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Moonlight Mile
Patrick Kenzie and Angela Gennaro Series, No 6
Dennis Lehane

William Morrow
November 2, 2010 / ISBN 978-0061836923

Reviewed by Dennis Collins

Amanda McReady was kidnapped when she was four years old. The perpetrators were a couple who only wanted to take Amanda from a neglectful mother and give her a loving childhood. But kidnapping is not an acceptable way to address poor parenting transgressions. The child was eventually tracked down by private investigator Patrick Kenzie and returned to her mother. It wasn’t the best thing for the young child but it was the law.

Now Amanda is sixteen years old, and in spite of a deplorable home life she is an honor student with a great chance for a full ride college scholarship. But now she has disappeared again and her grandmother contacts Patrick Kenzie once more. “You found her once, you can find her again.” was the grandmother’s plea.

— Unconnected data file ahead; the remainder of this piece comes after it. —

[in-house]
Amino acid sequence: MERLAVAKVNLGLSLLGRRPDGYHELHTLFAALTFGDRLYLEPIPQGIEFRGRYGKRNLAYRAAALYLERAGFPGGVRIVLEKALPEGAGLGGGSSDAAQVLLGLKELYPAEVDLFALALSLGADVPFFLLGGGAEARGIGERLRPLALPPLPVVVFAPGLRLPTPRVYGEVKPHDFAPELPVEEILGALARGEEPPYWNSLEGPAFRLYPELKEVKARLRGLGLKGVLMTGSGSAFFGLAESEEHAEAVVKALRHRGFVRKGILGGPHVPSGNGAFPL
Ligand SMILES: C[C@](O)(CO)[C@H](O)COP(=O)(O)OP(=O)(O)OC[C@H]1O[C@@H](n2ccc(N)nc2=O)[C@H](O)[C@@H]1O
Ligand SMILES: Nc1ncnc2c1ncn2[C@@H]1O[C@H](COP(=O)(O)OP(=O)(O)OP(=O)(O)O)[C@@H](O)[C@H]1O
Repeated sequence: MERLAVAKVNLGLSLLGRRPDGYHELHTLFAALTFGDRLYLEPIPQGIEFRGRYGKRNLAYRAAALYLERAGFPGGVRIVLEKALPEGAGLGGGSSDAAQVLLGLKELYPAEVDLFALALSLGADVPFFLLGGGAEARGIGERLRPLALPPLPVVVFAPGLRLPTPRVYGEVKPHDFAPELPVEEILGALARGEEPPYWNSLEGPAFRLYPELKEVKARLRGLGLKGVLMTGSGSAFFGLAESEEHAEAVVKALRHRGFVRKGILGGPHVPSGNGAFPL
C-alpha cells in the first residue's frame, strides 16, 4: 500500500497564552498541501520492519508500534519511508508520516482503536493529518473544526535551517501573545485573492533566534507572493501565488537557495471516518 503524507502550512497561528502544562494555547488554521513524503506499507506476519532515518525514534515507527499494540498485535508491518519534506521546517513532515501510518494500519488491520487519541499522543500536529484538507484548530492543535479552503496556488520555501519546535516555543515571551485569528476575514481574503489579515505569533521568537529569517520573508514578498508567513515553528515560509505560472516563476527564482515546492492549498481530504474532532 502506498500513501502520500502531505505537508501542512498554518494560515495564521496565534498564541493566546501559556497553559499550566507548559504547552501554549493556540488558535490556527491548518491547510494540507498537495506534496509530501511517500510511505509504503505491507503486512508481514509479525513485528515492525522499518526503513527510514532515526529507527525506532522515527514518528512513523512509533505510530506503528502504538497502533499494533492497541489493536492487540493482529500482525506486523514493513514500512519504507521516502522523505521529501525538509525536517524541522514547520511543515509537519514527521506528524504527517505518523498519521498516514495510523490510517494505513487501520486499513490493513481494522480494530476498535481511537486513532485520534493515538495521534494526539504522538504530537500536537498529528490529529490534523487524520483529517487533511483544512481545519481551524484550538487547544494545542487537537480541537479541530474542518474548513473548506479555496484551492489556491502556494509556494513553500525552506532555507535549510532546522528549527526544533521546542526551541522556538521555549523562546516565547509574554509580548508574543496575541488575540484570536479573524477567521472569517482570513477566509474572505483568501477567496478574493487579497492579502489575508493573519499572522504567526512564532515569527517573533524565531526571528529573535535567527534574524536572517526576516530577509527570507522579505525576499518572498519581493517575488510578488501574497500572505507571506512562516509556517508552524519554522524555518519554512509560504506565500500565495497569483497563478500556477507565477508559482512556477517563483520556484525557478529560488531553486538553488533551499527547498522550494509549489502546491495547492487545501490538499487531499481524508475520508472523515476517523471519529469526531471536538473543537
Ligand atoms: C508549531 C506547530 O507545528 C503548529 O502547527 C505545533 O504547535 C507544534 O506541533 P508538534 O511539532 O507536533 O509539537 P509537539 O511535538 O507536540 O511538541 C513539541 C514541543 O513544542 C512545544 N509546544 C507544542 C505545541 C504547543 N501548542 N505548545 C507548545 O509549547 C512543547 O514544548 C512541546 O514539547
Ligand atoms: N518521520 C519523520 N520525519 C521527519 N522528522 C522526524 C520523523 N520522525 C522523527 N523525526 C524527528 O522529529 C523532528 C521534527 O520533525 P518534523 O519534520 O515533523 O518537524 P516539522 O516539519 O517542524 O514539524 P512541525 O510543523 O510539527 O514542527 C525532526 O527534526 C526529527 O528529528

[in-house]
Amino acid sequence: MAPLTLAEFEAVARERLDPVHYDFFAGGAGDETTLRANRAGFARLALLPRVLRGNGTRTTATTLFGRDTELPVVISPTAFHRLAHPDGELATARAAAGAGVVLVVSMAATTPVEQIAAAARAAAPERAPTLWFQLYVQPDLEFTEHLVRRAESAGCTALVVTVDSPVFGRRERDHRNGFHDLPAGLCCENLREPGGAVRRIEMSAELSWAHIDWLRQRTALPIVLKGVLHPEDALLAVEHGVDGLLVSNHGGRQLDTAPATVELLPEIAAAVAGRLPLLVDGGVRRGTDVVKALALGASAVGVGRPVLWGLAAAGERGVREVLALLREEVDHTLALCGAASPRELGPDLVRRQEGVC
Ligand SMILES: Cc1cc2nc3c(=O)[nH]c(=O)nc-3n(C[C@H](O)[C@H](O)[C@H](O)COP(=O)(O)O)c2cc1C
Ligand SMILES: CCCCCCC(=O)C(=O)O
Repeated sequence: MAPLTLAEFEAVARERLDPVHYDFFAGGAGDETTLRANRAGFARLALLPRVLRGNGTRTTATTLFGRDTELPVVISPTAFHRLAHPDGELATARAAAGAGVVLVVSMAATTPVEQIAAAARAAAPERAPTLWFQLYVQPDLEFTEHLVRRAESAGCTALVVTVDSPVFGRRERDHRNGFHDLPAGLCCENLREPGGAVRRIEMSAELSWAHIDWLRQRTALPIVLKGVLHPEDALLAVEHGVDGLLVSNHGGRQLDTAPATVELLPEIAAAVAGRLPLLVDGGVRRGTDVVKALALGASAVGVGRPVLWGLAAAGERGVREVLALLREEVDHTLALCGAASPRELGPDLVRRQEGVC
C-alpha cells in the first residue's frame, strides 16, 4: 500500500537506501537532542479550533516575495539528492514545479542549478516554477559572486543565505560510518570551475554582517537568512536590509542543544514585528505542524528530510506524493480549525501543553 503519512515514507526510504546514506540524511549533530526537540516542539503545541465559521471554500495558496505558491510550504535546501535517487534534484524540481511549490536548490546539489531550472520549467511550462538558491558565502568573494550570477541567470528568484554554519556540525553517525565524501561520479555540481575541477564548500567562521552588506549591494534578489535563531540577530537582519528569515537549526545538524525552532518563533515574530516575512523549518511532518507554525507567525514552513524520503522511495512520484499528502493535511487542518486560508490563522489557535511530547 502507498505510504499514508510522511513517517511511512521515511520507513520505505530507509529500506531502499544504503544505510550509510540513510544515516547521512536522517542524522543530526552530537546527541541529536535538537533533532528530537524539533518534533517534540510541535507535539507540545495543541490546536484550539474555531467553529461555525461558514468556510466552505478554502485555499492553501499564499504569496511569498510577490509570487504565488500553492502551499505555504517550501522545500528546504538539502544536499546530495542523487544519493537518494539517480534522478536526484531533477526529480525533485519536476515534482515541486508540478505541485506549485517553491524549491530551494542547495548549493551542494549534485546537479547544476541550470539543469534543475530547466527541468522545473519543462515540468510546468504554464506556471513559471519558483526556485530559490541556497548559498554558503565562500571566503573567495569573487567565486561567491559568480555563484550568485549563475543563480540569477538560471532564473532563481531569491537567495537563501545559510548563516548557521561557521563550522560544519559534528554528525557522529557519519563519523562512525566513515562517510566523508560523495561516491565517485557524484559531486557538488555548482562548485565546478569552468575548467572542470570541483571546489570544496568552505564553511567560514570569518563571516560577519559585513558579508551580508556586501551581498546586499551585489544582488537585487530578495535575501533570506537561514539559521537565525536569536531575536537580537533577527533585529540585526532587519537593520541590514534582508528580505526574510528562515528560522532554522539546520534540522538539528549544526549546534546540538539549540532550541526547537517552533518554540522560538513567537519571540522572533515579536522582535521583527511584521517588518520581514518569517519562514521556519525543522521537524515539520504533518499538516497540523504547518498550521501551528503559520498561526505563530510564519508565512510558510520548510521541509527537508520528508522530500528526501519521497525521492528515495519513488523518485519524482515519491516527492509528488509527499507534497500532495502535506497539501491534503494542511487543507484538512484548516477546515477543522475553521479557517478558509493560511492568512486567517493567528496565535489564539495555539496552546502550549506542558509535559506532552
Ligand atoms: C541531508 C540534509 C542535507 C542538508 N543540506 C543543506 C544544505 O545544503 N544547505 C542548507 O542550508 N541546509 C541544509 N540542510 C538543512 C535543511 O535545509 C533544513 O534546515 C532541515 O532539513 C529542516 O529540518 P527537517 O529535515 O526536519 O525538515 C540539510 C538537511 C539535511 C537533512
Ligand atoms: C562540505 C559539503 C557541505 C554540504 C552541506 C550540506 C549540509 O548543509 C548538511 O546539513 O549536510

Things are very different this time around, at least as far as Kenzie is concerned. Amanda is old enough to make her own choices and her scholastic records indicate that she is capable of making very good ones. Amanda’s mother is now living with a convicted felon who is almost certainly running some sort of shady business out of their home. But they’re not the biggest problem.

It seems that Amanda has run afoul of the Russian mob and their baby mill scheme. When Patrick Kenzie enters the fray, the stakes go up for the Russians and Angie, Kenzie’s wife and former partner is put in the line of fire along with their own four year old daughter. The Russians have a seemingly limitless reach and the dangers appear all too real. Amanda has something that the Russians want and they won’t stop killing until they get it.

Moonlight Mile is the final installment on one of Dennis Lehane’s earlier books, Gone, Baby, Gone which chronicles Amanda McReady’s early life. The dialog is quite lively and very entertaining considering how dark the subject matter is. The story moves along at a good pace and never seems to get bogged down. Overall, it’s worth a few stars.

Reviewer's Note:

Reviewer Dennis Collins is the author of Turn Left at September and The Unreal McCoy
Reviewed 2011
© 2011